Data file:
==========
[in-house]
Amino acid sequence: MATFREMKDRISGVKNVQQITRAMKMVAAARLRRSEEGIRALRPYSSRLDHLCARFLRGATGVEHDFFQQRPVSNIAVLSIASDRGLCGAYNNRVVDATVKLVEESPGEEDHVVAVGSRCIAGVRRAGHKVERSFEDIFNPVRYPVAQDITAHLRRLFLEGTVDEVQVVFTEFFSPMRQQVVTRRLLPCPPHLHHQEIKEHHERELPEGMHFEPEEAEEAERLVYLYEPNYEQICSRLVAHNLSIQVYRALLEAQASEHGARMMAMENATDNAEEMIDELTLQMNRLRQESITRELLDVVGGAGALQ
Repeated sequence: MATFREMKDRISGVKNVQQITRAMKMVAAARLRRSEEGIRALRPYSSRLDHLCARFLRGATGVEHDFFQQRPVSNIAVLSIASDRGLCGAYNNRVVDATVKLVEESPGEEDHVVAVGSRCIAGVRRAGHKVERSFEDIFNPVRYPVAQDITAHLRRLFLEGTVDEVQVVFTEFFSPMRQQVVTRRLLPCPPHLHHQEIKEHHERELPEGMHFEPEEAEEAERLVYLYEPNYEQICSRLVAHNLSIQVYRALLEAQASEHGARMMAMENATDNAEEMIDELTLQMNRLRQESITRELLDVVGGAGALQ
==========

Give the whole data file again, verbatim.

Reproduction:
[in-house]
Amino acid sequence: MATFREMKDRISGVKNVQQITRAMKMVAAARLRRSEEGIRALRPYSSRLDHLCARFLRGATGVEHDFFQQRPVSNIAVLSIASDRGLCGAYNNRVVDATVKLVEESPGEEDHVVAVGSRCIAGVRRAGHKVERSFEDIFNPVRYPVAQDITAHLRRLFLEGTVDEVQVVFTEFFSPMRQQVVTRRLLPCPPHLHHQEIKEHHERELPEGMHFEPEEAEEAERLVYLYEPNYEQICSRLVAHNLSIQVYRALLEAQASEHGARMMAMENATDNAEEMIDELTLQMNRLRQESITRELLDVVGGAGALQ
Repeated sequence: MATFREMKDRISGVKNVQQITRAMKMVAAARLRRSEEGIRALRPYSSRLDHLCARFLRGATGVEHDFFQQRPVSNIAVLSIASDRGLCGAYNNRVVDATVKLVEESPGEEDHVVAVGSRCIAGVRRAGHKVERSFEDIFNPVRYPVAQDITAHLRRLFLEGTVDEVQVVFTEFFSPMRQQVVTRRLLPCPPHLHHQEIKEHHERELPEGMHFEPEEAEEAERLVYLYEPNYEQICSRLVAHNLSIQVYRALLEAQASEHGARMMAMENATDNAEEMIDELTLQMNRLRQESITRELLDVVGGAGALQ